H.S. Tak Talks Redshift from Scout Comics
Join us as Melissa chats with H.S. Tak all about his new comic book, Redshift, Issue 1 from Scout Comics. They also talk about space travel, life on Mars, and space western worldbuilding.
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Interview scheduled by Jeffery Haas
Theme music by Ardus
HS Tak – Interview
[00:00:00] Melissa: This is where their country and I’m Melissa surgeo today on the show. I’m thrilled. I get to chat with comic book writer at scout comics. Him Cartek welcome to the show.
H.S. Tak: Thank you so much. I appreciate you guys having me on.
Melissa: Yeah, absolutely. We are excited to get you on and thank you for sending us a preview of the, of the comic as well, so we could get a little sneak peek at it.
So, you know, for those listening, you wrote a fantastic comic called redshifts. Why don’t you tell us a little bit about what it’s
H.S. Tak: about. You want the short pitch or the long pitch? It’s I’ve
Melissa: see you. I’d love to see
H.S. Tak: it. I’ll just start with the, just the brief, like the elevator pitch as I call it.
I’d say Redshift is sort of like, interstellar meets hunger games. Nice. You know, out on Mars humanity is going to be pretty much locked down and everything. Everything you do is going to have to have a purpose. Whether it’s your jobs or, you know, [00:01:00] what your what your role is out there.
So basically it’s just about humanity. Who’s, you know, forced to work together to make, to meet the needs of all of society. They build a ship that can transport its pilots, deep into outer space to other star systems where certain astronauts who are chosen can hunt for Earth-like planets.
Melissa: wow. That sounds really cool.
H.S. Tak: Yeah. What’s that?
Melissa: Yeah. No, that sounds amazing.
H.S. Tak: Yeah. So specifically it’s, it’s about this kid who gets chosen for this journey and he really doesn’t believe he’s the right choice. Actually he, he knows he’s the wrong choice because he’s suffering from PTSD, from a training mission.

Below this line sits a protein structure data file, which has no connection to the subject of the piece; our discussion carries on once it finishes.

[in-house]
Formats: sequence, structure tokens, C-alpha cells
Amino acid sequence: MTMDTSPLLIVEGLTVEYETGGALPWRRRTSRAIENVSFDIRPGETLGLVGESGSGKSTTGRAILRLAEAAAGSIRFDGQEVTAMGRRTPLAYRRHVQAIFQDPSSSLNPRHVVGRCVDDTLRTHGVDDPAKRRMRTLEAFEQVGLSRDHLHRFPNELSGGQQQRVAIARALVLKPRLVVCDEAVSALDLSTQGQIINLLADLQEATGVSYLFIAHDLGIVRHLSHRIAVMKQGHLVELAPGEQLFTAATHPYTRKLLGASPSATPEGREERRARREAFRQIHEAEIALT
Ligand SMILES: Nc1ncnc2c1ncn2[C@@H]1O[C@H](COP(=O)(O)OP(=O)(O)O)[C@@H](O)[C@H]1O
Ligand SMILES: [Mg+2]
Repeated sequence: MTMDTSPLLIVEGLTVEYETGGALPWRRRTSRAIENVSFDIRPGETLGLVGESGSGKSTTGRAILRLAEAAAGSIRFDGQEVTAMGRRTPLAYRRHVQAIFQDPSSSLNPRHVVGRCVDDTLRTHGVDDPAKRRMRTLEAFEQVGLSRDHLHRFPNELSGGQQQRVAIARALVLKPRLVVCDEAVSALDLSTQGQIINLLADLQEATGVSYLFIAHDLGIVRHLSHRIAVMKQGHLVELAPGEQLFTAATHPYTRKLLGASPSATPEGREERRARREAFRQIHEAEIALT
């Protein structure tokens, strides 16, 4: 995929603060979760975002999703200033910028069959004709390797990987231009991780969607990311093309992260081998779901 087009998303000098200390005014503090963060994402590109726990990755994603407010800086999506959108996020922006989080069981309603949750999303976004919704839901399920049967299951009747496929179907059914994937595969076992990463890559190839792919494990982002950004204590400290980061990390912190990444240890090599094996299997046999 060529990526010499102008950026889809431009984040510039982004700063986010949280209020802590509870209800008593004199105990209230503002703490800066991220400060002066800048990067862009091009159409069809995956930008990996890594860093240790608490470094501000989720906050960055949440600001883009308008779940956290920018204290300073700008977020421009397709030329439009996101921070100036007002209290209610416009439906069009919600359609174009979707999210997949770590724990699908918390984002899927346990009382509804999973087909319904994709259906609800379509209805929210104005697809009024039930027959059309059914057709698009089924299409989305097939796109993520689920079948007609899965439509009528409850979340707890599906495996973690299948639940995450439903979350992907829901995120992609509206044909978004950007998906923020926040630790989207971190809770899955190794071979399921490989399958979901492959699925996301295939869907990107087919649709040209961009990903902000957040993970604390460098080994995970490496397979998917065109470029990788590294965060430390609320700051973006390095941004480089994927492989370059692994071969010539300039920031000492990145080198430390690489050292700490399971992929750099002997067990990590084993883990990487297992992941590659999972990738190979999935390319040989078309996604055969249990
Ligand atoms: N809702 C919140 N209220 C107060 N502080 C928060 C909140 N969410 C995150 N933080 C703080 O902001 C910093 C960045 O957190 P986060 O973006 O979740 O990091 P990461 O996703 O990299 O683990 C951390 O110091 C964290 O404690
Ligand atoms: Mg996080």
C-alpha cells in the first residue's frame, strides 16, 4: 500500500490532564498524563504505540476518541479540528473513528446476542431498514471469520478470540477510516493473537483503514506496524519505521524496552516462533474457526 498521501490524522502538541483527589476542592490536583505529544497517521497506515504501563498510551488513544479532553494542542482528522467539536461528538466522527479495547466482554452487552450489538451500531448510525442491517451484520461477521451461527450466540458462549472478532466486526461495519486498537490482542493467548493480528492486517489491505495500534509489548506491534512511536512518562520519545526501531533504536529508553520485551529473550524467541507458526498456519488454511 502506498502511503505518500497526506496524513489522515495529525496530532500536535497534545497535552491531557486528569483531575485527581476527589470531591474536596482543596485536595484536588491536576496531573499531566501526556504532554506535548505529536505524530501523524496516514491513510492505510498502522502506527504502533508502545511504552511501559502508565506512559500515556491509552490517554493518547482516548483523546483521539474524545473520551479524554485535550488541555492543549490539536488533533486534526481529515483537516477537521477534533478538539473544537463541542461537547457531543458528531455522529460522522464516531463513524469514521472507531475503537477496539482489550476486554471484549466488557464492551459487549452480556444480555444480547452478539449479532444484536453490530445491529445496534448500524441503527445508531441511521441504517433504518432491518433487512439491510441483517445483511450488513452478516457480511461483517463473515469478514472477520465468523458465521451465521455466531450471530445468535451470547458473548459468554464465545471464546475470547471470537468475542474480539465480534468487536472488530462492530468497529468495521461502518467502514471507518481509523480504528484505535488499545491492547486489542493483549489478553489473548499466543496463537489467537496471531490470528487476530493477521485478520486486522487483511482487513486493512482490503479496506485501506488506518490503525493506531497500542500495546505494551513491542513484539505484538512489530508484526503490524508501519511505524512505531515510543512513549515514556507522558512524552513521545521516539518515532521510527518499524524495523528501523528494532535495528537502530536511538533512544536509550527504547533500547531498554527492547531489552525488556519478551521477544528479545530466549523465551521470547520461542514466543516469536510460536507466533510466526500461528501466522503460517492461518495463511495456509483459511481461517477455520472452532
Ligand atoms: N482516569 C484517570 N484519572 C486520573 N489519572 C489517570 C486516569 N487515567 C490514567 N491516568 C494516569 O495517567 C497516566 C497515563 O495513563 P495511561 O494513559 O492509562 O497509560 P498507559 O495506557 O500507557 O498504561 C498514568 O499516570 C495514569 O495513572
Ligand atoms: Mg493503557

He did. So he, he realizes like this. This trauma that he he faced during training could come back and resurface at any moment and it could threaten the mission. Yeah. So the problem is [00:02:00] he’s, you know, he’s like the best astronaut they have. And so they, they want to, you know, send them out there and have them work through it.
And hopefully, you know, he’s just hoping it doesn’t undermine his confidence.
Melissa: Yeah, that’s an interesting character choice. I mean, it, it definitely creates more conflict in a world like that to have someone with PTSD. Was that something that you chose for that reason? Or do you have personal experience with PTSD or what was the decision behind that narrative?
H.S. Tak: No, I mean, I don’t have personal experience as in, as it, like I suffered PTSD, but I did I made a film a few years ago called medicine man. And it was about it was about my experiences working at Walter Reed hospital where I would work with soldiers who, who would come back and had PTSD.
So, just drawing on those experiences, it’s pretty devastating, kind of, Underrated, I would say disease that people have not disease disorder that people [00:03:00] have. And just imagine being out in space, you know, like every decision you make basically either will extend or shorten your life. So having something like this, you know, surface out there it’s, it would be a huge challenge and obstacle.
Melissa: Yeah, definitely. Well, you know, that’s also good to, you know, bring more awareness to it. Cause like you said, there is, it’s definitely sort of an, an unspoken thing that P you know, it doesn’t get a lot of attention. I don’t think. Yeah, no,
H.S. Tak: it does that it doesn’t, and you can get it. I mean, PTSD can happen and almost, you know, it doesn’t have to be, you go to war, you know, you get in a car accident or you got.
You, you get in some trouble, you get mugged on the street as a lot of different ways. You can get it.
Melissa: Now, as far as the bigger picture of the story and the plot, what inspired you to write that specific story and want to tell this story?
H.S. Tak: You know, I just, [00:04:00] you know, growing up when you were like lying out in the field, you look up in the stars and you had that, that wonder of this world is so small, you know, like we’re all so tiny and the universe is out there.
I just kinda wanted to try and capture that wonder of what’s out there. Yeah. What if you were going to rock it hurdling through space, going to some other unknown solar system.
Melissa: Yeah. There’s yeah, that’s a good, it’s a fun time ponder that, you know, and I still do that actually, you know, I look up at the stars and go, wow.